For this Bethel Park youth baseball coach, there's more to the game than just winning
The Bethel Church League Mets entered their semifinal playoff game with a record of 13-1.
It had been a good season for the team of 7- and 8-year-olds. And in the third inning of Tuesday's semifinal against the Finleyville Storm, the Mets were winning.
But that didn't matter to Bob Kitchen, the Mets' coach. A win, a shot at the finals, a shot a winning it all, wasn't important at all.
So when the Mets' second baseman made an error and chucked the ball back to one of his teammates in frustration, hitting his teammate in the arm and hurting him, Kitchen didn't hesitate.
He pulled the kid from the field and sat him down for the rest of the game. The Mets played with one fewer player on the field, and each time the second baseman was up to bat, the team took an out.
The Mets lost, 14-12. Kitchen said it's tough to know whether his decision to pull the second baseman caused the Mets to lose.
But it didn't matter to Kitchen.
“Sportsmanship and being a good teammate, it trumps winning and losing every single time,” Kitchen said. “Sportsmanship, being a good teammate, having fun and learning the game. We must say that a hundred times a season. Our philosophy is, if you do that, you will have success.”
Kitchen, 41, of Bethel Park is a fourth-grade teacher at Roosevelt Elementary in Carrick and an assistant football coach and South Park High School. He's coached the same group of boys in the Bethel Church League for about four years.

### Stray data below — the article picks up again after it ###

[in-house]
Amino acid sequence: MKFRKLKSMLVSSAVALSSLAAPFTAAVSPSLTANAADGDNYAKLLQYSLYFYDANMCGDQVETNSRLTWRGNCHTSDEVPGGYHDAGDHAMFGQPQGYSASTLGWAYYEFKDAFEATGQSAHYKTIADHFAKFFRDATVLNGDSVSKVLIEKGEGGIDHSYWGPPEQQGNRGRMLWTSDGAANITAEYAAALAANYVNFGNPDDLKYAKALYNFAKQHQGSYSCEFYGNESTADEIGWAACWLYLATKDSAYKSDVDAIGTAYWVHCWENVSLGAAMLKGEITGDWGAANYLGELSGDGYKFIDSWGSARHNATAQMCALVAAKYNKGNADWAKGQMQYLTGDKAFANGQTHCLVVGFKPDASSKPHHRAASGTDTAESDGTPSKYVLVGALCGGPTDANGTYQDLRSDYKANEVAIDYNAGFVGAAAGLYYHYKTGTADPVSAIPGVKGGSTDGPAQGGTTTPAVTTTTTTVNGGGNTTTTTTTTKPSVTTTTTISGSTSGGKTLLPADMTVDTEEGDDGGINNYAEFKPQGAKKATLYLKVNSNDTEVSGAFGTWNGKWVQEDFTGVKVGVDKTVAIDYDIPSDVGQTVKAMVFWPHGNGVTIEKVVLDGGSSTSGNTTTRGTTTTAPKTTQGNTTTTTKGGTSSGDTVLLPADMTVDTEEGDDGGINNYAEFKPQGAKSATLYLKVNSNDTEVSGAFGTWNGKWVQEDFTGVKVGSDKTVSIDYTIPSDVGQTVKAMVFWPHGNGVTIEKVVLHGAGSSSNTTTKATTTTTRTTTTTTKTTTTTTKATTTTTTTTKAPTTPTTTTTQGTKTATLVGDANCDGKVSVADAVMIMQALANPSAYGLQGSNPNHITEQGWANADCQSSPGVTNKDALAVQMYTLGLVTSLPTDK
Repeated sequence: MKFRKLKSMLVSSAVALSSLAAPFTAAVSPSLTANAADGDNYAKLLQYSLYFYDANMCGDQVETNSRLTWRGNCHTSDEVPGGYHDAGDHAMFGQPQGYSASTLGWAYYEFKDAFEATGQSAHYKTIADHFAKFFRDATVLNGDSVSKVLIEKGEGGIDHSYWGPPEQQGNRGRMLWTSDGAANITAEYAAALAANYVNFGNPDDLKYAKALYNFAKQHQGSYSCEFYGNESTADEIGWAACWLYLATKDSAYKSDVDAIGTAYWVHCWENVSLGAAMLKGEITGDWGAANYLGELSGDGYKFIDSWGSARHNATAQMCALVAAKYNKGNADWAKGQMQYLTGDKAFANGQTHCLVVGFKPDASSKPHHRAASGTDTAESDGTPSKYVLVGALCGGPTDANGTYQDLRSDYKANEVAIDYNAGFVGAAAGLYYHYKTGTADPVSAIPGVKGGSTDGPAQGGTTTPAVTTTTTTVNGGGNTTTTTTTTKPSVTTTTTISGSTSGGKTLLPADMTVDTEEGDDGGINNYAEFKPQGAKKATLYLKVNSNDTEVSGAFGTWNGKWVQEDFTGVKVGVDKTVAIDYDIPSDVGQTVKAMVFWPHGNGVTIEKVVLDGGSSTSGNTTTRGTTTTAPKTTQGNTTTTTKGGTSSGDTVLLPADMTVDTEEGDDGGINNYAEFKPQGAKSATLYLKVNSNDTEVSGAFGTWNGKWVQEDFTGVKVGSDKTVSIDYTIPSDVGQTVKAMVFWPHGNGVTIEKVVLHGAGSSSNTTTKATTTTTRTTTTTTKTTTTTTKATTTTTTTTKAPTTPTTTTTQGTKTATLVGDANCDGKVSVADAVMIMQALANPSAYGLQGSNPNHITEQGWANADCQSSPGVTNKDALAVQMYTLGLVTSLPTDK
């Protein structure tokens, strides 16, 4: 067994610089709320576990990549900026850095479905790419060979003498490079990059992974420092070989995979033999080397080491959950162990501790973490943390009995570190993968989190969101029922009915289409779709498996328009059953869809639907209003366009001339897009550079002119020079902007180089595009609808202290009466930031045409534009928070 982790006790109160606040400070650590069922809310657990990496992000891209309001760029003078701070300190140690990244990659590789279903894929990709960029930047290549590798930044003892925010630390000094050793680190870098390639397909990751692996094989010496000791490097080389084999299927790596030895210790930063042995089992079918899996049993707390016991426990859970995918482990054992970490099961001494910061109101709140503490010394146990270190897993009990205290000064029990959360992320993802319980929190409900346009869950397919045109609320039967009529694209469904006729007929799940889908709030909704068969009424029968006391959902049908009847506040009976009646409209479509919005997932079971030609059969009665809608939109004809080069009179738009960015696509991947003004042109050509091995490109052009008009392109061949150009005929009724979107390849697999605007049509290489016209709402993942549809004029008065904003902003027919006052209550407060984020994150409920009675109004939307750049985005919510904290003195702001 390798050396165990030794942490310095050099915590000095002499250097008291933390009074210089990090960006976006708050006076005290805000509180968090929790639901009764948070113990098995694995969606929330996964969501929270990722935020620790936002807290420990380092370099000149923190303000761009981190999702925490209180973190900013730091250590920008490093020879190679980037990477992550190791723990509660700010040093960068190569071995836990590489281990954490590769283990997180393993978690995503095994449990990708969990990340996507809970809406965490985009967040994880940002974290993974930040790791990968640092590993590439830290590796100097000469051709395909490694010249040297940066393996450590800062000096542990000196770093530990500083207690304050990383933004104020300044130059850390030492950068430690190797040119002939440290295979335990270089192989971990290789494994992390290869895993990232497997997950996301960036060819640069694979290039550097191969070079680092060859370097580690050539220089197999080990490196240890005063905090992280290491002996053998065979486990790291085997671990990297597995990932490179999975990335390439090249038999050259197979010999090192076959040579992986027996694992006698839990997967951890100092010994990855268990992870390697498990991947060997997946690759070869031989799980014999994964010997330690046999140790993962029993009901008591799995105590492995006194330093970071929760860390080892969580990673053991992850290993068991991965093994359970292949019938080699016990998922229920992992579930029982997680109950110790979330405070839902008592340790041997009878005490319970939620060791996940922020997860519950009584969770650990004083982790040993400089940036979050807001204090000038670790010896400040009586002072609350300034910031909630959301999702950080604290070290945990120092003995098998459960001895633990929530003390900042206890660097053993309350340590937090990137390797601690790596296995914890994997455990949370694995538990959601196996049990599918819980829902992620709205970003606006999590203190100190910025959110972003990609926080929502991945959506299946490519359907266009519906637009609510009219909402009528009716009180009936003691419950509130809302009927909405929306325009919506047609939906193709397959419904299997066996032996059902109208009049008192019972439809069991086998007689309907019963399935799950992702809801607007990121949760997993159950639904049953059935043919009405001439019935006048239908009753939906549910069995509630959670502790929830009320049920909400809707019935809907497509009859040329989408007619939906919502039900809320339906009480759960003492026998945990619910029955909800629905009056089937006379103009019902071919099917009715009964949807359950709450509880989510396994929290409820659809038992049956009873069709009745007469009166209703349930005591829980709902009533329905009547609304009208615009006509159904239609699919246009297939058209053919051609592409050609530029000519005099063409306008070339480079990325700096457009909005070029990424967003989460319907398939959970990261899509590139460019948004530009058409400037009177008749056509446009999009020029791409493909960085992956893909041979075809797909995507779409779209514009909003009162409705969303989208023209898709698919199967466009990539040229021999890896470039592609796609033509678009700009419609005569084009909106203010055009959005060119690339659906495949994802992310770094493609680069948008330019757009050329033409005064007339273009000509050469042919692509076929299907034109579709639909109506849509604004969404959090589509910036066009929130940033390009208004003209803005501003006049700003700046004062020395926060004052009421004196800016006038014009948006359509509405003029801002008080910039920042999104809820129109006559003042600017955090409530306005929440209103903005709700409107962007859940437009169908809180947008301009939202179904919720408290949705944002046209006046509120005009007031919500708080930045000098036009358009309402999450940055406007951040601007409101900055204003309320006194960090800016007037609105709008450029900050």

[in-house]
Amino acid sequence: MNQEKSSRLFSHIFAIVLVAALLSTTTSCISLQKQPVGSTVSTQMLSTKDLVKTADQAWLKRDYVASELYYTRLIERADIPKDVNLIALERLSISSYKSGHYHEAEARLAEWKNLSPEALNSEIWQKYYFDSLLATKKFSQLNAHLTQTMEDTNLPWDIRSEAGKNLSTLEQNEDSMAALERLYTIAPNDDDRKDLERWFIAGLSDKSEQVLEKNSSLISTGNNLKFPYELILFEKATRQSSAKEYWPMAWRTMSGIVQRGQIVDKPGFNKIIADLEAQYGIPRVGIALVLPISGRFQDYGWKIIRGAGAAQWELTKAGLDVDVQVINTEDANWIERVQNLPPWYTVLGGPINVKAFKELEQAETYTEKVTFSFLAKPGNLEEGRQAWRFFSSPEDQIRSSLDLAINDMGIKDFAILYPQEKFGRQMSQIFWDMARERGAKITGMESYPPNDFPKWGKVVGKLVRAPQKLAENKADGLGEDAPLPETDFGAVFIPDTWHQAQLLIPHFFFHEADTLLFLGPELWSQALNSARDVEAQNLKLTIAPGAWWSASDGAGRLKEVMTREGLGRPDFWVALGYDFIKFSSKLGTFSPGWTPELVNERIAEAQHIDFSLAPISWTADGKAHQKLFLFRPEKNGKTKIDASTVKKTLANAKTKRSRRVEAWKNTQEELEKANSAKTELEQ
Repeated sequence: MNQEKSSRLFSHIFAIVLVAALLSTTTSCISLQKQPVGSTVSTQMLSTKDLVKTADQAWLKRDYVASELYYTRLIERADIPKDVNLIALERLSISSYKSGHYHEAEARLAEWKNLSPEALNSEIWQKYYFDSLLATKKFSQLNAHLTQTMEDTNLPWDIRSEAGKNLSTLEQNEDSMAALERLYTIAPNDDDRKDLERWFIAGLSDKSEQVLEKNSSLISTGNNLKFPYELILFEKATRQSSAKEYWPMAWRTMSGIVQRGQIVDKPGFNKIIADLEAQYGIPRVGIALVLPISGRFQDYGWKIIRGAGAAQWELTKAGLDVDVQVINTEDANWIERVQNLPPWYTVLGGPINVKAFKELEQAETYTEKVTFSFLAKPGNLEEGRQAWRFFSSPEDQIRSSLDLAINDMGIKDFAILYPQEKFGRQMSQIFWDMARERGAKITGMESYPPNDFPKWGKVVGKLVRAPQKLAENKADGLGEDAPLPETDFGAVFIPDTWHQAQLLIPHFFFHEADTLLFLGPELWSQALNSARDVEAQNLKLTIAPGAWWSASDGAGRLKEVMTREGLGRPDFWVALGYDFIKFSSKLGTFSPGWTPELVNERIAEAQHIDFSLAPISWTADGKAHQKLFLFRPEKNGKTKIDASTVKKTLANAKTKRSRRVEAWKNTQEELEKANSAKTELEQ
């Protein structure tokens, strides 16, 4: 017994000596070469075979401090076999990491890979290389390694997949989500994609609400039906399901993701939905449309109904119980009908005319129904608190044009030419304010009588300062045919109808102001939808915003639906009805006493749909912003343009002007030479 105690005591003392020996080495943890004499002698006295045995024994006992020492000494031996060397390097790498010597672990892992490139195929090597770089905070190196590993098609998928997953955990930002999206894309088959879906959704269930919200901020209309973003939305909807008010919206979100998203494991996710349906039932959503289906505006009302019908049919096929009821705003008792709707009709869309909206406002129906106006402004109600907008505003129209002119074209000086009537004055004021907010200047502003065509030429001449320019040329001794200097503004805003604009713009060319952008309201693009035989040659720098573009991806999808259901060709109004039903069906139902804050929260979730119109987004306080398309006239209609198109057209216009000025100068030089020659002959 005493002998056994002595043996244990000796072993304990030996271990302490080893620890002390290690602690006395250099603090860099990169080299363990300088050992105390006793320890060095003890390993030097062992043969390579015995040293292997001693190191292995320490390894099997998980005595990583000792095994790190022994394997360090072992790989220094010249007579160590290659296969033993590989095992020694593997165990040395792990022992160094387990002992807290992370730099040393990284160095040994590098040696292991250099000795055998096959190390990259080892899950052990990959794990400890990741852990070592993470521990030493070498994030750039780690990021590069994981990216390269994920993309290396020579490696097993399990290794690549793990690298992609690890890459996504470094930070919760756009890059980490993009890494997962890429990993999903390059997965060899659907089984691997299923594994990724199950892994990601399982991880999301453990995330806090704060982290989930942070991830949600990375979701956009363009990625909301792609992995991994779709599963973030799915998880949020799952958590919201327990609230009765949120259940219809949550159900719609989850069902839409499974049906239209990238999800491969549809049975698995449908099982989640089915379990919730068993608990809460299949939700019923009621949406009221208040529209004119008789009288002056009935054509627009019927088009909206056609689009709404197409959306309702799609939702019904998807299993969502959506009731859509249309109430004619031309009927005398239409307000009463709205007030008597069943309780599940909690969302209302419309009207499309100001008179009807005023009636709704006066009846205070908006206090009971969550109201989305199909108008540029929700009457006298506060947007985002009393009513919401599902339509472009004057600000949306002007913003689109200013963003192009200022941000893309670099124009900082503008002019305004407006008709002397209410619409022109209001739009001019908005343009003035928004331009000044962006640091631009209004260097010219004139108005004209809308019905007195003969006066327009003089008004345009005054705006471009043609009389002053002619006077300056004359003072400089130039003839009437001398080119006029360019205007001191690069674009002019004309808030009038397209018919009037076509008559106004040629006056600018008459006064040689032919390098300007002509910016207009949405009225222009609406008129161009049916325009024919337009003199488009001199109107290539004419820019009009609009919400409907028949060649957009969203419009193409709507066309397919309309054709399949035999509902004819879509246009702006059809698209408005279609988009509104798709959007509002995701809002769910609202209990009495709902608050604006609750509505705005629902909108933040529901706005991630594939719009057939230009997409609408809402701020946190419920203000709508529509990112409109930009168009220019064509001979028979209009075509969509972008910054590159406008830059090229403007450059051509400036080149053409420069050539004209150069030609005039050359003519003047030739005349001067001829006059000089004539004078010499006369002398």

His approach, and that of the coaching staff around him, has been the same. Don't yell at the kids. Get on their eye level when you talk to them. Encourage them, even when they strike out and make errors. And remind them that baseball, especially youth baseball, should be fun.
“If you have those core values, you will compete and you will have success,” Kitchen said. “That's the message I'm trying to send to the little guys.”
Tuesday wasn't the first time one of Kitchen's players lost their cool on the field. Throughout the season, players have thrown their bats or slammed their batting helmets in frustration. The first time a player does it, Kitchen takes the kid aside.
“I get at eye level with them, and I talked to them about why it's not appropriate to throw their bats or helmets. Players strike out. Players make errors. But I tell them that we have confidence in you, but let's not see that again,” Kitchen said. “We just keep reminding them of those four things — sportsmanship, being a good teammate, having fun and learning the game — and they bounce back.”
The next time it happens, Kitchen sits the kid.
When the second baseman threw the ball in hard, hurting his teammate, it wasn't the first time. Kitchen had already talked to the player that season.
“If I put him back out there, what message does that send to the rest of the team?” Kitchen said. “It's just not about the score on the scoreboard at the end of the game.”
No one on his coaching staff questioned the decision. The kids left on the field banded together and did the best they could.
“The effort was tremendous,” Kitchen said. “They just kept going.”
And the parents, they understood too. After the game, Kitchen received several texts and emails from parents. One stuck in Kitchen's mind.
He remembered it reading: “You taught not only that player, but the whole team the most important lesson.”
And that matters to Kitchen.